Biden, Netanyahu trade words over Israel judicial reform protests
United States President Joe Biden has told Israel it “cannot continue” pushing ahead with deeply controversial judicial reforms — now on hold — that have prompted months of unrest — comments that led Israeli Prime Minister Benjamin Netanyahu to say he does not make decisions based on pressure from abroad.
Biden’s comments on Tuesday came as Netanyahu was being accused by opponents of riding roughshod over Israeli democracy in an attempt to strengthen his own power, leading to paralysing protests and strikes across Israel.
“Like many strong supporters of Israel I’m very concerned. … They cannot continue down this road, and I’ve sort of made that clear,” Biden told reporters during a visit to the state of North Carolina.
“Hopefully the prime minister [Netanyahu] will act in a way that he will try to work out some genuine compromise, but that remains to be seen,” Biden said, adding he was not considering inviting the Israeli leader to the White House, at least “not in the near term”.
Speaking later in Washington, DC, Biden called on Netanyahu’s administration to drop the controversial judiciary law.
“I hope they walk away from it,” he told reporters.
Netanyahu quickly issued a statement in response to Biden, the Reuters news agency reported.
“Israel is a sovereign country which makes its decisions by the will of its people and not based on pressures from abroad, including from the best of friends,” he said.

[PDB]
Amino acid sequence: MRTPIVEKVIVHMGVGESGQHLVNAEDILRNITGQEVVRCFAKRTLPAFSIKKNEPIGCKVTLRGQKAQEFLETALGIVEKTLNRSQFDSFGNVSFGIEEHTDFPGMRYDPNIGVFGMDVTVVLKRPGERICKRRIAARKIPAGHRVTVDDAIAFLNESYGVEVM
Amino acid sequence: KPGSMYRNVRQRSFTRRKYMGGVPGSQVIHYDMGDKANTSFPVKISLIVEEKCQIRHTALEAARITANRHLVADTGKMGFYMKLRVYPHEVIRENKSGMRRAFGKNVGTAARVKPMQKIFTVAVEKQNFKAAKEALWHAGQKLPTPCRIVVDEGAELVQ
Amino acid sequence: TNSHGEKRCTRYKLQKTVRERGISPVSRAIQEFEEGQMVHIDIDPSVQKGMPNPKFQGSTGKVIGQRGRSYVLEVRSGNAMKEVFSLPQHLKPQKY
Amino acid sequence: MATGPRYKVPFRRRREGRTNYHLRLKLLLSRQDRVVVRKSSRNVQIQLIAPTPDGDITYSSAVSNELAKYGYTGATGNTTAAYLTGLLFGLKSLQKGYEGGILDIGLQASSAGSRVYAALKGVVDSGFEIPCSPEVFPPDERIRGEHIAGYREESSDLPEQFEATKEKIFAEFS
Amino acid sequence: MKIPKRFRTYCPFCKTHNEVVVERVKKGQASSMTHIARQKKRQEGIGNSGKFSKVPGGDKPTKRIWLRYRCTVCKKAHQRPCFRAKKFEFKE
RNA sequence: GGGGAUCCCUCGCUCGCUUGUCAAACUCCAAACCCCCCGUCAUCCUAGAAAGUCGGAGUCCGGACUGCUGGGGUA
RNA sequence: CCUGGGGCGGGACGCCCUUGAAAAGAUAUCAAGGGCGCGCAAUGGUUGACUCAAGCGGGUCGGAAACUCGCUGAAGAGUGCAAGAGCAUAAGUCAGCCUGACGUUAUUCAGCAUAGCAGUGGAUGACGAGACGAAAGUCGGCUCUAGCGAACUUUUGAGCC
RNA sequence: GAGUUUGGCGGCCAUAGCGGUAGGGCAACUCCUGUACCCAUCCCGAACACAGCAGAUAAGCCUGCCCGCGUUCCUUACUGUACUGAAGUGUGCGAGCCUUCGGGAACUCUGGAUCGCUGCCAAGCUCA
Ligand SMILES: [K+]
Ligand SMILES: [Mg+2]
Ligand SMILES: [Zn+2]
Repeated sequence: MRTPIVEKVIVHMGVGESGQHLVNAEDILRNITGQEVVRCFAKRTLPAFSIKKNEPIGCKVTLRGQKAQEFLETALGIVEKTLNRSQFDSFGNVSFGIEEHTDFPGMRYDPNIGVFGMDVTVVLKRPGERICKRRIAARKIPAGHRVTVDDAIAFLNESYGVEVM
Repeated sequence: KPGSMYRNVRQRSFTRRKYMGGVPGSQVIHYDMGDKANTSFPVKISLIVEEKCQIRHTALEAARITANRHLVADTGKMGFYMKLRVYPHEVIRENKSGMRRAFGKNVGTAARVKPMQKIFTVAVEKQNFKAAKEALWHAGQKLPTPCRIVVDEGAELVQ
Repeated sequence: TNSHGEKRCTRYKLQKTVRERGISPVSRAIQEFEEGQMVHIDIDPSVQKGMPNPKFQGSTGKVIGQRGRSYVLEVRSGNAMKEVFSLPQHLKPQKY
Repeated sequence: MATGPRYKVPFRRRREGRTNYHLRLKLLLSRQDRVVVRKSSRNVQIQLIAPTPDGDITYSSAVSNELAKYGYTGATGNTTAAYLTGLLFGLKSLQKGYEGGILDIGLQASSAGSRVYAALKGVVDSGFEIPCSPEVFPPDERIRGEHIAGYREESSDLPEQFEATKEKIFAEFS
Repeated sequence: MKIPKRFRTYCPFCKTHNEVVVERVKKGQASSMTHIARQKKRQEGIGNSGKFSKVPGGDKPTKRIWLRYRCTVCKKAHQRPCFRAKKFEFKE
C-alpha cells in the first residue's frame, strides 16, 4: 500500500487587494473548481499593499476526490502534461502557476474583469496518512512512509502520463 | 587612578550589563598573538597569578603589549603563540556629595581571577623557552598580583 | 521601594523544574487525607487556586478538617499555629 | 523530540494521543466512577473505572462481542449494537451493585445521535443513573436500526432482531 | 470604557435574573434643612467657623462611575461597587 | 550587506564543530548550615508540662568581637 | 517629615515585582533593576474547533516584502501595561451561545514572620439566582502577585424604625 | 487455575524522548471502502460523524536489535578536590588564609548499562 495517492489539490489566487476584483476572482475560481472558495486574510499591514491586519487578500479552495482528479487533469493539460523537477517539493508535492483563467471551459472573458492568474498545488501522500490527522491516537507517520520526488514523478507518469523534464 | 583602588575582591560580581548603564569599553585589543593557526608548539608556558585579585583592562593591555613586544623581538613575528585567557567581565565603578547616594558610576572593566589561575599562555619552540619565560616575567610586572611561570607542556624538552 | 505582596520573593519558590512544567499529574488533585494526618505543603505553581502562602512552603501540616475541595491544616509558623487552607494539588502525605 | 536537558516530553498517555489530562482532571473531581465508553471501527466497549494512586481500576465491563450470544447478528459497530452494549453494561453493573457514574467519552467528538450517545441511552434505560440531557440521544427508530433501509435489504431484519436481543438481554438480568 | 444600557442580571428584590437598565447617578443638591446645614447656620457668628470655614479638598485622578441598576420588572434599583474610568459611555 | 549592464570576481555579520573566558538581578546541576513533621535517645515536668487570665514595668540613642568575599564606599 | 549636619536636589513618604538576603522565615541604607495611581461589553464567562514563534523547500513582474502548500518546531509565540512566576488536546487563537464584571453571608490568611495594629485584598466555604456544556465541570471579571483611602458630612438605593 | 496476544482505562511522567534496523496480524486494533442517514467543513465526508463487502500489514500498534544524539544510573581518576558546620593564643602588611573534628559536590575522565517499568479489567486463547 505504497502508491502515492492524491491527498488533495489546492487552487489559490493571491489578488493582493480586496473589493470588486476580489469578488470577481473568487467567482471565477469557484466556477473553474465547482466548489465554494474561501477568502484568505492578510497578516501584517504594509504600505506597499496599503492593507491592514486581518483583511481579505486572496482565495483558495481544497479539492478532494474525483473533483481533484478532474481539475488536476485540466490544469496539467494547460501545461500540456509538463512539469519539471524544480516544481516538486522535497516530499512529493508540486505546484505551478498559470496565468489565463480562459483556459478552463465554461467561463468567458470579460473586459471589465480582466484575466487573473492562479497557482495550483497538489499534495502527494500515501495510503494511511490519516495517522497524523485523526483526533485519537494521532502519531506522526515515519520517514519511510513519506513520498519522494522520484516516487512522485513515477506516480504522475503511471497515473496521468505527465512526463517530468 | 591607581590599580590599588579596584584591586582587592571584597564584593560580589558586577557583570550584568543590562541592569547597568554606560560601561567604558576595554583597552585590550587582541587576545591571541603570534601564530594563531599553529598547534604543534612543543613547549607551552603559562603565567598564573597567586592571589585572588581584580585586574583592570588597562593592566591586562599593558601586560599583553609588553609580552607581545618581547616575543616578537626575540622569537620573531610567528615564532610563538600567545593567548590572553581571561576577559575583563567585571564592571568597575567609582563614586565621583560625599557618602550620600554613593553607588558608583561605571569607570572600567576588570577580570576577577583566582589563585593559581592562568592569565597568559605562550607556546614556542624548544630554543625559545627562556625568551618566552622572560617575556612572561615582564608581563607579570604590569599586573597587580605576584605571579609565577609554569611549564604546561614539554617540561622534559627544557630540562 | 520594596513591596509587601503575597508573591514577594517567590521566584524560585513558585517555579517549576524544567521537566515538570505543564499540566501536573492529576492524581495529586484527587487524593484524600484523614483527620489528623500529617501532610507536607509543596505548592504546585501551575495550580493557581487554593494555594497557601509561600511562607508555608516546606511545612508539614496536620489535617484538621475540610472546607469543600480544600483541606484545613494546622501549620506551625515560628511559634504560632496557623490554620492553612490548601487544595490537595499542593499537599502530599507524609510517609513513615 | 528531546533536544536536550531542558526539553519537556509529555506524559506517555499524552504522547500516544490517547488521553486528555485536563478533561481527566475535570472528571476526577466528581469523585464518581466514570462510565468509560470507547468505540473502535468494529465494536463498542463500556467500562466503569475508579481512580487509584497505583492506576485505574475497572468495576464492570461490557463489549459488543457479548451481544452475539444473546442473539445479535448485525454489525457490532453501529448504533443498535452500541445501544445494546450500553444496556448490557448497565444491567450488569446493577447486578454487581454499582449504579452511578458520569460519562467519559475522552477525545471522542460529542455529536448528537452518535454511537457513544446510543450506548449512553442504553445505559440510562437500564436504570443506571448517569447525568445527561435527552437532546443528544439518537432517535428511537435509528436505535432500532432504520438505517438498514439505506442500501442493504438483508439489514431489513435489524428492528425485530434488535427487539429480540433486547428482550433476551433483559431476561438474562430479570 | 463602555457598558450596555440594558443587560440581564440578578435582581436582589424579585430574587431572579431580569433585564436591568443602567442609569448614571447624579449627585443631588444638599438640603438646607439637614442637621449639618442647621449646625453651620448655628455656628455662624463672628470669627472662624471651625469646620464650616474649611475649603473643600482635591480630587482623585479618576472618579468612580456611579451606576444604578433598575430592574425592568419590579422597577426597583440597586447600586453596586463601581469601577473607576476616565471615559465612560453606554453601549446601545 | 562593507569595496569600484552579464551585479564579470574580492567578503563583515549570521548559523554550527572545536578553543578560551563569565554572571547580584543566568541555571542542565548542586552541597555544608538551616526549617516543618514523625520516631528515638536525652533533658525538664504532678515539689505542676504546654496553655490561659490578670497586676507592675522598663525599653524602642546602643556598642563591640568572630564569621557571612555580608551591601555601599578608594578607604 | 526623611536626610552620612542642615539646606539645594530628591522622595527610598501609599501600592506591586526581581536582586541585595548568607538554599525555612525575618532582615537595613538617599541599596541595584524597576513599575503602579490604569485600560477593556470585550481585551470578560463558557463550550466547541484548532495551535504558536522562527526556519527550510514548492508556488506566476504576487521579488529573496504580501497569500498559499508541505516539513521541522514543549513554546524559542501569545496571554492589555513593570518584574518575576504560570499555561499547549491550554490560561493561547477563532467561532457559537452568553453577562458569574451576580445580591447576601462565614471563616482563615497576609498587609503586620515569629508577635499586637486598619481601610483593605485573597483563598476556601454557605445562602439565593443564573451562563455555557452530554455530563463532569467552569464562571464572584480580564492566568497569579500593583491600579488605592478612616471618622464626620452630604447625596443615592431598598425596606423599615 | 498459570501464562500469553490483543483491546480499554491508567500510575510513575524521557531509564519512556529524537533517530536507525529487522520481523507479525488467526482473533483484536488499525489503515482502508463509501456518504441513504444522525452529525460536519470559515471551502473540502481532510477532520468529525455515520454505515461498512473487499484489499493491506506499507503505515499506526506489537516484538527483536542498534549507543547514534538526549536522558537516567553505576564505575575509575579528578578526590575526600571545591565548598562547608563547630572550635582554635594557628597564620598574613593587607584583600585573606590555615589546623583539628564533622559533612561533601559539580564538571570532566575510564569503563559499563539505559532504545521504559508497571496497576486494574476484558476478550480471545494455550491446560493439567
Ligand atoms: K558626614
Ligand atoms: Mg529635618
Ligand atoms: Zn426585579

Netanyahu said his administration was striving to make reforms “via broad consensus”.
“I have known President Biden for over 40 years, and I appreciate his longstanding commitment to Israel,” Netanyahu said.
He said the Israel-US alliance is unbreakable “and always overcomes the occasional disagreements between us”.
On Monday, Israel’s President Isaac Herzog called on Netanyahu and the ruling coalition to halt its judicial changes plan, “for the sake of the unity of the people of Israel, for the sake of responsibility”.
The appeal on Monday by the head of state, who normally does not get involved in politics, underlines the alarm that the proposals have caused and comes after a dramatic night of protests across Israel on Sunday following the sacking of the country’s defence minister.
Tens of thousands of protesters took to the streets in cities across Israel in a spontaneous outburst of anger after Netanyahu fired his defence minister for challenging his judicial overhaul plan.
Fired Defence Minister Yoav Gallant had been the first senior member of the ruling Likud party to speak out against the reforms, saying the deep divisions were threatening to weaken Israel’s military.